VA fires Pittsburgh hospital network's director
PITTSBURGH (AP) -- The Department of Veterans Affairs has fired the director of the Pittsburgh VA Healthcare System a month after officials determined she committed unspecified "conduct unbecoming a senior executive" and wasteful spending.
The director, Terry Gerigk Wolf, had been on paid leave since June after a VA review of a Legionnaire's disease outbreak between February 2011 and November 2012. At least six Pittsburgh VA patients died and 16 were sickened by the bacterial disease, which was traced to water treatment problems at the Pittsburgh-area hospitals.
The VA said in a statement that Wolf's firing after seven years heading the Pittsburgh health system "underscores the VA's commitment to hold leaders accountable and get veterans the care they need."
Wolf is the fourth senior executive at VA to be removed under a new law that gives VA Secretary Robert McDonald authority to streamline the firing of poor-performing executives by shortening the time for dealing with appeals. Two of the officials were allowed to retire, which has infuriated some Republican lawmakers.
Rep. Jeff Miller, R-Fla., chairman of the House Veterans Affairs Committee, accused the VA of dragging its feet, noting that Wolf was first targeted for removal on Oct. 3 but was not fired until Thursday.
"Given that Wolf's firing comes two years after the VA Pittsburgh Healthcare System Legionnaires' disease outbreak ended, it's obvious VA had no interest in holding her accountable initially and was only driven to this point after intense congressional and media scrutiny," Miller said in a statement.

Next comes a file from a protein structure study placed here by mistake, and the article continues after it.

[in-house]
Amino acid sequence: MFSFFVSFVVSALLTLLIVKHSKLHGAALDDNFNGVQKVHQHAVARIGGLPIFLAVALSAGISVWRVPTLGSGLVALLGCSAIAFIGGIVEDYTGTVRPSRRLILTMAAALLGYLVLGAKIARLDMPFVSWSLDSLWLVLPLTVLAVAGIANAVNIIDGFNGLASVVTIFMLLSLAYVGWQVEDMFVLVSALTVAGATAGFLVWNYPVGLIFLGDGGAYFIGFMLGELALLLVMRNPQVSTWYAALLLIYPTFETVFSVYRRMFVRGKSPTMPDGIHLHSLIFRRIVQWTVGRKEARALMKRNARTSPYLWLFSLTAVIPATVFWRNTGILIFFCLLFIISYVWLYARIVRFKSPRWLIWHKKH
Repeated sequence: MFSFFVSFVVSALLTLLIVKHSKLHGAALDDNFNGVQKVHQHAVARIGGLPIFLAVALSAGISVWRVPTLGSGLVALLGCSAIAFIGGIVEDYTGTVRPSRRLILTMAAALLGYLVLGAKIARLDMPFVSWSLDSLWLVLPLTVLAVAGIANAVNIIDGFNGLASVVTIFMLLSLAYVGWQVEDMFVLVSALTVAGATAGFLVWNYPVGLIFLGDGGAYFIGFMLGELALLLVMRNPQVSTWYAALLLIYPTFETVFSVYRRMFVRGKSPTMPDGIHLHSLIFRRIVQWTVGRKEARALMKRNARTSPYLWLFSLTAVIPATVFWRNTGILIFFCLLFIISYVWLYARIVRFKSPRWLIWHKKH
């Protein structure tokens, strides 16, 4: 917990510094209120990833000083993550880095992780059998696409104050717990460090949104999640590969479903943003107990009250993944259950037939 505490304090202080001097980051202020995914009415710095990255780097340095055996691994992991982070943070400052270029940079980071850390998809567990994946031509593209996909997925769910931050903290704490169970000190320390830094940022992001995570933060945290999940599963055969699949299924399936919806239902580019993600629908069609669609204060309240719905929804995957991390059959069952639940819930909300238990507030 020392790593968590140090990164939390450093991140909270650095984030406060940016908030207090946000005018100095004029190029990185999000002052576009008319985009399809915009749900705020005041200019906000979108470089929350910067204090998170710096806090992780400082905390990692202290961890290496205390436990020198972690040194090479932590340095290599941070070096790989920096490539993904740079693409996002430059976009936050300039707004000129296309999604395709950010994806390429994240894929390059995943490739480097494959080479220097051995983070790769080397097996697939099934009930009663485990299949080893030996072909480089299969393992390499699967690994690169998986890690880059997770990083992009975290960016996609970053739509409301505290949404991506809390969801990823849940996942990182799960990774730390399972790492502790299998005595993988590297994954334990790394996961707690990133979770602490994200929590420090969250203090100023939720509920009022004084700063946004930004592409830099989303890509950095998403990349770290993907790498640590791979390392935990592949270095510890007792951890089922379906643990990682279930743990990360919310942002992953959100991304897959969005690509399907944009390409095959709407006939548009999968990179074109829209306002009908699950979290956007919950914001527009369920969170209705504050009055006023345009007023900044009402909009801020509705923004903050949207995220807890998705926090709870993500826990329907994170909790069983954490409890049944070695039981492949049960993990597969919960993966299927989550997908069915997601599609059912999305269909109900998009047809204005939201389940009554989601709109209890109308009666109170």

Miller said the VA has "rewarded" other figures involved in the outbreak, including Wolf's supervisor, Michael Moreland, who collected a $63,000 bonus despite the Legionnaire's outbreak, which prompted congressional hearings. The VA recently promoted Wolf's deputy, David Cord, to director of the VA's Erie, Pennsylvania, hospital, which serves veterans in northwestern Pennsylvania, eastern Ohio and southwestern New York.
The VA said the push to remove Wolf stemmed from an investigation by its Office of Accountability Review. It would not say whether that push was related to the outbreak and never specified any allegations.
Wolf could not immediately be located for comment Thursday.
Pittsburgh VA spokesman Mark Ray said the local hospital network had nothing to add to the department's announcement.
The Pittsburgh VA's chief medical officer, David MacPherson, has been named interim director.
New regulations were enacted in the wake of a nationwide scandal over veterans waiting too long for medical care or being kept on secret waiting lists so that regional VA directors and others wouldn't be penalized if certain care access deadlines weren't met. Eric Shinseki resigned as VA secretary over the scandal in May.
Under the new accountability standards, Wolf was given several weeks to respond in writing to the department's allegations before McDonald fired her.
The VA secretary did not address Wolf's firing directly, but in comments last week aimed at Miller said the VA was acting "as aggressively and expeditiously as possible by law" to fire poor-performing executives.
While removals may seem slow from the outside, "we've got to make sure every action we take sticks," McDonald said.
VA has proposed disciplinary action, up to an including firing, against more than 40 employees involved in the scandal, which included the falsification of records to cover up delays in treatment of veterans..
The VA is considering disciplinary action against more than 1,000 employees overall, McDonald said. The agency employs more than 315,000 people.
Associated Press writer Matthew Daly in Washington contributed to this report.